Tue. Feb 7th, 2023


The National Highway Traffic Safety Administration released data Wednesday revealing hundreds of car accidents linked to advanced driver-assist systems (ADAS), and unsurprisingly most of the accidents were linked to Tesla’s Autopilot technology that’s come under increased scrutiny.

Key Facts

The agency identified 392 crashes linked to cars using partially autonomous driving technology between July 1 and May 15.

Tesla vehicles accounted for 273, or 69.6%, of the accidents.

Honda cars accounted for 90, or 23%, of the crashes, while all other automakers accounted for 10 or less accidents.

The accidents led to six fatalities.

The agency’s chief Steven Cliff said in a statement this data collection is not comprehensive, but a first step toward improving vehicle safety.

Tesla shares were unaffected by the new data, rising 1.6% in morning trading.

Key Background

The agency opened a broad probe into Tesla Autopilot safety last August, and last week upgraded its investigation of the company into an engineering analysis, which can precede a recall. Some experts have deemed Tesla vehicles lack the proper technology to bring fully autonomous vehicles to the road, and the company’s cars are absent of the LiDAR sensor technology present in most other autonomous vehicles. Tesla CEO Elon Musk has predictably stuck by his company’s technology, tweeting in April Tesla vehicles using Autopilot are “unequivocally safer,” than their counterparts.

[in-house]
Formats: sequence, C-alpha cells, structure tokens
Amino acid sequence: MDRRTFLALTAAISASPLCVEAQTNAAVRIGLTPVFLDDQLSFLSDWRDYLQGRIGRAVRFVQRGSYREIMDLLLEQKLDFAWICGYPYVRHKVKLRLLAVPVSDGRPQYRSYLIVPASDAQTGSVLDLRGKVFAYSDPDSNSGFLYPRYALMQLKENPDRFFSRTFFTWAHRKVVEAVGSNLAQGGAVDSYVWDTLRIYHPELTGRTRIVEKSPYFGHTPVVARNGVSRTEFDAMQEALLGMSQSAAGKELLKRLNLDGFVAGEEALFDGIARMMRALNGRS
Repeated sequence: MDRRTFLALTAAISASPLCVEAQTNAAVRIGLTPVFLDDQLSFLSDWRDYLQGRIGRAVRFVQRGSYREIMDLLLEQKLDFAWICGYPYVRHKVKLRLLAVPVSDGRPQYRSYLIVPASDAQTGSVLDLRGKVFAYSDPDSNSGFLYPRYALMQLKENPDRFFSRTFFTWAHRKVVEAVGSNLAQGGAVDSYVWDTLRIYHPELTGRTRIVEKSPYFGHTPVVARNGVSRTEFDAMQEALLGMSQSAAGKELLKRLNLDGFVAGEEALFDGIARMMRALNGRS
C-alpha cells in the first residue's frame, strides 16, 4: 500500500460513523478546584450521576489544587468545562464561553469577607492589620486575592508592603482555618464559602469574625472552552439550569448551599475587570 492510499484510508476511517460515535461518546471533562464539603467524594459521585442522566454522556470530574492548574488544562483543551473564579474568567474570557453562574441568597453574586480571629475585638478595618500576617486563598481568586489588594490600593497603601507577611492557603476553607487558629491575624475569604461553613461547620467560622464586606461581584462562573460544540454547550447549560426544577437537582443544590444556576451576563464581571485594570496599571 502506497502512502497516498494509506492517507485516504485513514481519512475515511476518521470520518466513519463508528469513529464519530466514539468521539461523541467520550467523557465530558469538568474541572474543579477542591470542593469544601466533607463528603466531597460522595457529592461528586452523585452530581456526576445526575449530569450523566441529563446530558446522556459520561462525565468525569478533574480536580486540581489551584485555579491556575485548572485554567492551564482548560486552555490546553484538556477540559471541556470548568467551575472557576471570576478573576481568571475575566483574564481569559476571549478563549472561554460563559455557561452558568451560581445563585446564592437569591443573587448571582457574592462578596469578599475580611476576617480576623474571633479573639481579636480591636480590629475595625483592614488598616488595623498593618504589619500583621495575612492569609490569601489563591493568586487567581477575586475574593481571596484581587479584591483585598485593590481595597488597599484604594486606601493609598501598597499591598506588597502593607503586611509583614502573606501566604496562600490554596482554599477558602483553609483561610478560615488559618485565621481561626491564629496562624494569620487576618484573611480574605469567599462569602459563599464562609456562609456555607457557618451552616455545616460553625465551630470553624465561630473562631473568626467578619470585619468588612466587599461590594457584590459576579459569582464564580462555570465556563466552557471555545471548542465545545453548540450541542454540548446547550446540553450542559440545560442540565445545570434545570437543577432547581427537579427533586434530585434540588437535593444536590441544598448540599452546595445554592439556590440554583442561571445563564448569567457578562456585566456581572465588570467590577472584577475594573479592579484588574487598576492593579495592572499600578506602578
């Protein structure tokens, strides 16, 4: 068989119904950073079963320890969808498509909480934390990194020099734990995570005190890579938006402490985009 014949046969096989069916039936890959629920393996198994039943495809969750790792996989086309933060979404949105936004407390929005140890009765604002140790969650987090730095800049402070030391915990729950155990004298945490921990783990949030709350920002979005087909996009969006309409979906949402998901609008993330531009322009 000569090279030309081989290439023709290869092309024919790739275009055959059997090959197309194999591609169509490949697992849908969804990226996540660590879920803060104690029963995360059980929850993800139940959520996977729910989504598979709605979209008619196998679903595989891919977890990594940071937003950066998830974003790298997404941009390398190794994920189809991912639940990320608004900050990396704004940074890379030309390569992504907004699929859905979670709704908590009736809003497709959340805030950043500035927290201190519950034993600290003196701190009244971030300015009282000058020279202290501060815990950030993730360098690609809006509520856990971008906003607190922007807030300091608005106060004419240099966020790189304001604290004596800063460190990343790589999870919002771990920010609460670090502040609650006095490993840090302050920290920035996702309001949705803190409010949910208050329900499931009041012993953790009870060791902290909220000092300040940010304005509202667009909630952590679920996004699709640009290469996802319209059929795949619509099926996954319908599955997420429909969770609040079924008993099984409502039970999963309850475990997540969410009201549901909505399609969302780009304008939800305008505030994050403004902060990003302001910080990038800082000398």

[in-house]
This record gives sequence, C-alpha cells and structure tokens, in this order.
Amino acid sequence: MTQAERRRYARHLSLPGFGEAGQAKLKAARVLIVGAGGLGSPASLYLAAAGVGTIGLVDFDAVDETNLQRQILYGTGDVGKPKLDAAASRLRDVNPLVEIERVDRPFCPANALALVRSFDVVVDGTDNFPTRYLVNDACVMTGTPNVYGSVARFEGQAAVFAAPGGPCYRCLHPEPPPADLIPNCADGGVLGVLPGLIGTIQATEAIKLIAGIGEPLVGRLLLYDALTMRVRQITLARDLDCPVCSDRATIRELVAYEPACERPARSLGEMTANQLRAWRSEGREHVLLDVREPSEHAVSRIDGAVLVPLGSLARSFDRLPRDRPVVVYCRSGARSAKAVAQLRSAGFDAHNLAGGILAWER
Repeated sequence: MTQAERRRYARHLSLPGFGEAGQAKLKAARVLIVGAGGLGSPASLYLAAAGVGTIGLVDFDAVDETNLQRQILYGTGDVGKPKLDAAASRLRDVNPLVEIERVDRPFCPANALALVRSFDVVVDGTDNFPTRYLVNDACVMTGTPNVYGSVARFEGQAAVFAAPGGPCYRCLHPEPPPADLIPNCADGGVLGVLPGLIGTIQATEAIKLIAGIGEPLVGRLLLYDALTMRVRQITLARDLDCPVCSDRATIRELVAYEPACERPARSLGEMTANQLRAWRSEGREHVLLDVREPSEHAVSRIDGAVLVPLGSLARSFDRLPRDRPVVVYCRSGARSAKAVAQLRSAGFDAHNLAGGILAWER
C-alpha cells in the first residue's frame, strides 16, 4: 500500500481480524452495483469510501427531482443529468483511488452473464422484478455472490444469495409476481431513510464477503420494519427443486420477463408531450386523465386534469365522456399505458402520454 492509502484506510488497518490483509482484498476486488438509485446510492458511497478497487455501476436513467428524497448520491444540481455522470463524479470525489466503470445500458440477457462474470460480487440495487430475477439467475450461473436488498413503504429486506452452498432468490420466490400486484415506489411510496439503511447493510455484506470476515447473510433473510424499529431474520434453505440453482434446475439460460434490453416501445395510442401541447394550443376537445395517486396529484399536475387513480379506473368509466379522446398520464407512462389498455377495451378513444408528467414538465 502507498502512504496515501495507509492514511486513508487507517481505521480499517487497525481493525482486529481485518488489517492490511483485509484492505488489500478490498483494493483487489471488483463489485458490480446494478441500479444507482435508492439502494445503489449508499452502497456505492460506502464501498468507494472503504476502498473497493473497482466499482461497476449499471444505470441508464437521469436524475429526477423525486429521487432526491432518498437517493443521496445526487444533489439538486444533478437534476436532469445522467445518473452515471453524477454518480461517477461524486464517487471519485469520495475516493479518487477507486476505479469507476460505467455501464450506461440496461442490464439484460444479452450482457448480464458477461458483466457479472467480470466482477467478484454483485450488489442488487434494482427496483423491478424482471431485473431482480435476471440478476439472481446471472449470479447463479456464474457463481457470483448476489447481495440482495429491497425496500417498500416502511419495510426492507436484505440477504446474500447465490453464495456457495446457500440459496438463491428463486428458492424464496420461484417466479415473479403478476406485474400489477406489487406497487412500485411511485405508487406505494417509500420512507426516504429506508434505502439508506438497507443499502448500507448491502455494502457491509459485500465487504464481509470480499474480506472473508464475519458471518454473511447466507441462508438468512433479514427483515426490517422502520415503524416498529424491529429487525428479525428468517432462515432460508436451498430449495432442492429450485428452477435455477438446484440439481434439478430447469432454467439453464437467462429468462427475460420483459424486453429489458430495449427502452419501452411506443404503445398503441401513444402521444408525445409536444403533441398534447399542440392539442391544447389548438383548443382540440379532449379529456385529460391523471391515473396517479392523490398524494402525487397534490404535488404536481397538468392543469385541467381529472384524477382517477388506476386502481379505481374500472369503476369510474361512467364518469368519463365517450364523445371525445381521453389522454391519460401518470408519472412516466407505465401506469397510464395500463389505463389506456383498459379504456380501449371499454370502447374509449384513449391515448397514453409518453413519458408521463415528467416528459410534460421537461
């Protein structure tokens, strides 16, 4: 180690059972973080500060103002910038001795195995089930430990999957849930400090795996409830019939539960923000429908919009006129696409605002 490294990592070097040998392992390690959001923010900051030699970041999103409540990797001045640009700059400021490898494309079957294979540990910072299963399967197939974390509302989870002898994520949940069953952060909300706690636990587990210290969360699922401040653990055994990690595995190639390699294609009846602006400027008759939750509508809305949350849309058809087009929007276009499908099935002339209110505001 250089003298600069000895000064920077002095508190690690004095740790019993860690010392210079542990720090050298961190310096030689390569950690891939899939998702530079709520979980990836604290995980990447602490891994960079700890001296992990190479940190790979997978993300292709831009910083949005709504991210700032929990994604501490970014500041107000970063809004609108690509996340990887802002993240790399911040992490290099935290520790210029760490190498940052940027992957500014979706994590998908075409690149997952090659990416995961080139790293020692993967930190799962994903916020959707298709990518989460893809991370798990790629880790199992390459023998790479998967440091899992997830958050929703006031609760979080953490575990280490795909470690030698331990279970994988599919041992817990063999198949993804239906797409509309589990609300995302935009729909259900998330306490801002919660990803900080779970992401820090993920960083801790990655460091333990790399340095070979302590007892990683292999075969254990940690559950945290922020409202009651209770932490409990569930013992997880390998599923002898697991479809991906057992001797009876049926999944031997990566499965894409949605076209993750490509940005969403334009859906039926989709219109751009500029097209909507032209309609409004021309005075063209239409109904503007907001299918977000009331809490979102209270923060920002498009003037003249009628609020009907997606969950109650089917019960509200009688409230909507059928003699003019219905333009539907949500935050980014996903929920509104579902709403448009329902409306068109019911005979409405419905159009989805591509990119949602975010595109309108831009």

Data provided by Tesla claims its cars using its Autopilot features are safer than others, reporting drivers using Autopilot got in an accident once every 4.31 million miles in the fourth quarter of 2021, far outperforming the NHTSA’s national average of an accident every 484,000 miles.

Further Reading

US releases new driver-assist crash data, and surprise, it’s mostly Tesla (The Verge)

Tesla investigation deepens after more than a dozen US ‘Autopilot’ crashes (Guardian)

U.S. Launches Broad Investigation Into Tesla Autopilot Over Numerous Crashes (Forbes)

Source link